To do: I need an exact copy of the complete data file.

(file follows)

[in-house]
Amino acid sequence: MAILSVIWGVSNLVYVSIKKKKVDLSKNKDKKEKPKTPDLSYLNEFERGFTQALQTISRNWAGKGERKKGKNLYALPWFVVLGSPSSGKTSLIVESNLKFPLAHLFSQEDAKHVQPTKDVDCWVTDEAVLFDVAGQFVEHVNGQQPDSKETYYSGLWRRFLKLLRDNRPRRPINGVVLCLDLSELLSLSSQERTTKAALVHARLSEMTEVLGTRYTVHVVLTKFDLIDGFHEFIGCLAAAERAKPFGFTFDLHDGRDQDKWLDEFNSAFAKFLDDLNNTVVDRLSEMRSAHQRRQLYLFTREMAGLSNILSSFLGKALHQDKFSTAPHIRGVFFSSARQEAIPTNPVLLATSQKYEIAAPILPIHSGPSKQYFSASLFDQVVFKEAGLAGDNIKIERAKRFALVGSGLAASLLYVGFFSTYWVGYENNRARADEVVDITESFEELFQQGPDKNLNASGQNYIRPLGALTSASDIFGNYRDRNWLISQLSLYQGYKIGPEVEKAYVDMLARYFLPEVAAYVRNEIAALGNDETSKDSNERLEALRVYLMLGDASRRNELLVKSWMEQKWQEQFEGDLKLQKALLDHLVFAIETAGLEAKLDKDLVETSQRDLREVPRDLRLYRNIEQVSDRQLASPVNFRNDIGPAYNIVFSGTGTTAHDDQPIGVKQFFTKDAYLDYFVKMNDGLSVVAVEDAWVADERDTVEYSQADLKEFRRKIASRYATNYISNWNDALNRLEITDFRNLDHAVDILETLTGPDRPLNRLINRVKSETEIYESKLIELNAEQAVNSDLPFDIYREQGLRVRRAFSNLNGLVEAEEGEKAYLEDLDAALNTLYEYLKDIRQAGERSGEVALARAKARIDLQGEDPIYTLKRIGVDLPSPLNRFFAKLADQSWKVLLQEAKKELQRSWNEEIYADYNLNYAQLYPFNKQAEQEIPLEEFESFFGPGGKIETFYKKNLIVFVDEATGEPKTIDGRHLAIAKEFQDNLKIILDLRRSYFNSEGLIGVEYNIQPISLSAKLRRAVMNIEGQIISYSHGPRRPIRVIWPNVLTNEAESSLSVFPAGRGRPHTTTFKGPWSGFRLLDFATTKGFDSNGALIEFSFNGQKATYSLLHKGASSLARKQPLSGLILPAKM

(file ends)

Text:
[in-house]
Amino acid sequence: MAILSVIWGVSNLVYVSIKKKKVDLSKNKDKKEKPKTPDLSYLNEFERGFTQALQTISRNWAGKGERKKGKNLYALPWFVVLGSPSSGKTSLIVESNLKFPLAHLFSQEDAKHVQPTKDVDCWVTDEAVLFDVAGQFVEHVNGQQPDSKETYYSGLWRRFLKLLRDNRPRRPINGVVLCLDLSELLSLSSQERTTKAALVHARLSEMTEVLGTRYTVHVVLTKFDLIDGFHEFIGCLAAAERAKPFGFTFDLHDGRDQDKWLDEFNSAFAKFLDDLNNTVVDRLSEMRSAHQRRQLYLFTREMAGLSNILSSFLGKALHQDKFSTAPHIRGVFFSSARQEAIPTNPVLLATSQKYEIAAPILPIHSGPSKQYFSASLFDQVVFKEAGLAGDNIKIERAKRFALVGSGLAASLLYVGFFSTYWVGYENNRARADEVVDITESFEELFQQGPDKNLNASGQNYIRPLGALTSASDIFGNYRDRNWLISQLSLYQGYKIGPEVEKAYVDMLARYFLPEVAAYVRNEIAALGNDETSKDSNERLEALRVYLMLGDASRRNELLVKSWMEQKWQEQFEGDLKLQKALLDHLVFAIETAGLEAKLDKDLVETSQRDLREVPRDLRLYRNIEQVSDRQLASPVNFRNDIGPAYNIVFSGTGTTAHDDQPIGVKQFFTKDAYLDYFVKMNDGLSVVAVEDAWVADERDTVEYSQADLKEFRRKIASRYATNYISNWNDALNRLEITDFRNLDHAVDILETLTGPDRPLNRLINRVKSETEIYESKLIELNAEQAVNSDLPFDIYREQGLRVRRAFSNLNGLVEAEEGEKAYLEDLDAALNTLYEYLKDIRQAGERSGEVALARAKARIDLQGEDPIYTLKRIGVDLPSPLNRFFAKLADQSWKVLLQEAKKELQRSWNEEIYADYNLNYAQLYPFNKQAEQEIPLEEFESFFGPGGKIETFYKKNLIVFVDEATGEPKTIDGRHLAIAKEFQDNLKIILDLRRSYFNSEGLIGVEYNIQPISLSAKLRRAVMNIEGQIISYSHGPRRPIRVIWPNVLTNEAESSLSVFPAGRGRPHTTTFKGPWSGFRLLDFATTKGFDSNGALIEFSFNGQKATYSLLHKGASSLARKQPLSGLILPAKM